Steve Carr, who lives in Richmond, Virginia, has had over 290 short stories published internationally in print and online magazines, literary journals and anthologies since June, 2016. Four collections of his short stories, Sand, Rain, Heat, and The Tales of Talker Knock, have been published.His plays have been produced in several states in the U.S. He has been nominated for a Pushcart Prize twice.
By Steve Carr
Each of the twenty-eight oversized pink burning candles arranged as a smiley face on Jolene’s birthday cake reminded her of middle fingers sticking up at her, telling her to go screw herself. The smile section of the candles grinned at her mockingly. The eyes conveyed their disdain. Bent over and preparing to blow the candles out she felt the heat of the flames on her cheeks. The aroma of the thick, slightly burnt chocolate fudge icing filled her nostrils.
“Blow ’em out, Jolene,” her mother said, standing on the other side of the table with her arms crossed and the ever-present impatient scowl plastered on her face. “You ain’t gettin’ any younger.”
Jolene hated birthdays, especially those shared with her mother. Jolene felt the air to blow the candles out had gotten stuck in her lungs like wads of toilet paper. She wanted to puke, but that too felt caught in her throat, choking her. She gripped the edge of the table, feeling the slick, oily texture of the plastic table cloth in her fingers. She parted her parched lips and tried to find a meager wisp of breath she could expel from her dry mouth.
“Oh, for God’s sake. This is takin’ all day,” her mother said, and then leaned over and blew out the candles.
Traces of extinguished candle-flame smoke momentarily blinded Jolene and she rocked back on her heels. She closed her eyes and squeezed them tight, trying to produce tears to wash the haze from her eyeballs. She opened her eyes just as her mother began jerking the candles from the cake, leaving pockmarks in the icing.
Jolene turned to leave the kitchen. “I have to get some fresh air,” she said.
“Ain’t you goin’ to have some of this cake? I made it just for you,” her mother said. “God knows no one else was goin’ to do it.”
As Jolene walked through the disheveled living room furnished with secondhand mismatched furniture and opened the front screen door, her mother yelled, “No one but me wished you a happy birthday. How come you ain’t got any friends?”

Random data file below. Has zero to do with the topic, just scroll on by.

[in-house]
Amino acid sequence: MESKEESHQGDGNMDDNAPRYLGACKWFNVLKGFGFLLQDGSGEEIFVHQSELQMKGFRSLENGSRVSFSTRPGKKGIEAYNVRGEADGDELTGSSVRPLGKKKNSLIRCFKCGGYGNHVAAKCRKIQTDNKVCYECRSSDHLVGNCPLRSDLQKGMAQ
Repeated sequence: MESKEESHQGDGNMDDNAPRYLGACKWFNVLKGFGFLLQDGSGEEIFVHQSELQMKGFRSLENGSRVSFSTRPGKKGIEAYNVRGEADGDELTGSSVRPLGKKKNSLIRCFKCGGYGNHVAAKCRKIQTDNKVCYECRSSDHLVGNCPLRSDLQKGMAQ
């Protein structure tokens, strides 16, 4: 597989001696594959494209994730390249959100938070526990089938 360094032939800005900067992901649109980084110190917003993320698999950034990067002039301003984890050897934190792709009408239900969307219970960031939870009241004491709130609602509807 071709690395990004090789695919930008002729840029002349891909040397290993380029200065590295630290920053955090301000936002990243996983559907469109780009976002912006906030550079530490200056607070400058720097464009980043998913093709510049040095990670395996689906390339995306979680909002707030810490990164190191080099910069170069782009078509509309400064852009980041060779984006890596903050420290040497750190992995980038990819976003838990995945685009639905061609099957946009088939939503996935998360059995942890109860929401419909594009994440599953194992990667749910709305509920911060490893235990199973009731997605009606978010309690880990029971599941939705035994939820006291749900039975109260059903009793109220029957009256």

Jolene stepped out onto the porch, letting the door slam behind her. Standing perfectly still she opened her mouth and breathed in the scents of pine and honeysuckle, tasting the fragrances as they wafted over her tongue. The air was balmy and filled with the cacophonous noise of bullfrogs, cicadas and evening birdsong.
If I ever get enough money to get away from here, this is the only thing I’ll miss, she thought.
She raised her necklace and kissed the coin that dangled from it, and then let the coin drop back into place between her cleavage.
Reaching behind a pile of clothes and shoes in the bottom of her clothes closet, Jolene pulled out a small tin box and sat back on the floor with it in her lap. She took the small key from her clinched teeth and inserted the key into the box. Raising the lid she hoped that somehow the contents of the box had magically doubled. She gingerly lifted the bills out of the box and counted them very slowly, although she had counted them already that morning. There were six hundred dollars total.
“I need at least twice that,” she said aloud.
She put the money back in the box, locked it, and put it back in the closet. She got up from the floor and opened her black lacquered music box that sat on the vanity dresser. A tinny rendition of “Somewhere My Love” began to play as a plastic ballerina in a faded blue tulle tutu spun around on a small metal disc. She put the key in the box and closed the lid.